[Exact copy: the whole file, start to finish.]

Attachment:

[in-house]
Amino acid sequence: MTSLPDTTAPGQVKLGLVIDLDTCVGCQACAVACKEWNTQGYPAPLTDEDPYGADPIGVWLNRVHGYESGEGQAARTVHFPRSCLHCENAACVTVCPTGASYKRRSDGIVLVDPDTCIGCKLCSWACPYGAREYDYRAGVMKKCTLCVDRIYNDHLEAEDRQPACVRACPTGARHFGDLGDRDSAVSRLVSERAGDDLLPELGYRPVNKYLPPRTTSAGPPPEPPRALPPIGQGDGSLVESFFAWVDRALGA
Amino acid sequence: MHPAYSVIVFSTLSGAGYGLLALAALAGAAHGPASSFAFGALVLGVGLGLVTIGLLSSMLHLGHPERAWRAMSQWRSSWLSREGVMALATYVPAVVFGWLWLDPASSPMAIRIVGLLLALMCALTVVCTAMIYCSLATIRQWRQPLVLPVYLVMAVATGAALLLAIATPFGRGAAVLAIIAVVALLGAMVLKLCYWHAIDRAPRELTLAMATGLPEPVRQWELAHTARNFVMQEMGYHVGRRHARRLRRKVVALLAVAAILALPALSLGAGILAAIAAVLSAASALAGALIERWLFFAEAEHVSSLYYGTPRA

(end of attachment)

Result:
[in-house]
Amino acid sequence: MTSLPDTTAPGQVKLGLVIDLDTCVGCQACAVACKEWNTQGYPAPLTDEDPYGADPIGVWLNRVHGYESGEGQAARTVHFPRSCLHCENAACVTVCPTGASYKRRSDGIVLVDPDTCIGCKLCSWACPYGAREYDYRAGVMKKCTLCVDRIYNDHLEAEDRQPACVRACPTGARHFGDLGDRDSAVSRLVSERAGDDLLPELGYRPVNKYLPPRTTSAGPPPEPPRALPPIGQGDGSLVESFFAWVDRALGA
Amino acid sequence: MHPAYSVIVFSTLSGAGYGLLALAALAGAAHGPASSFAFGALVLGVGLGLVTIGLLSSMLHLGHPERAWRAMSQWRSSWLSREGVMALATYVPAVVFGWLWLDPASSPMAIRIVGLLLALMCALTVVCTAMIYCSLATIRQWRQPLVLPVYLVMAVATGAALLLAIATPFGRGAAVLAIIAVVALLGAMVLKLCYWHAIDRAPRELTLAMATGLPEPVRQWELAHTARNFVMQEMGYHVGRRHARRLRRKVVALLAVAAILALPALSLGAGILAAIAAVLSAASALAGALIERWLFFAEAEHVSSLYYGTPRA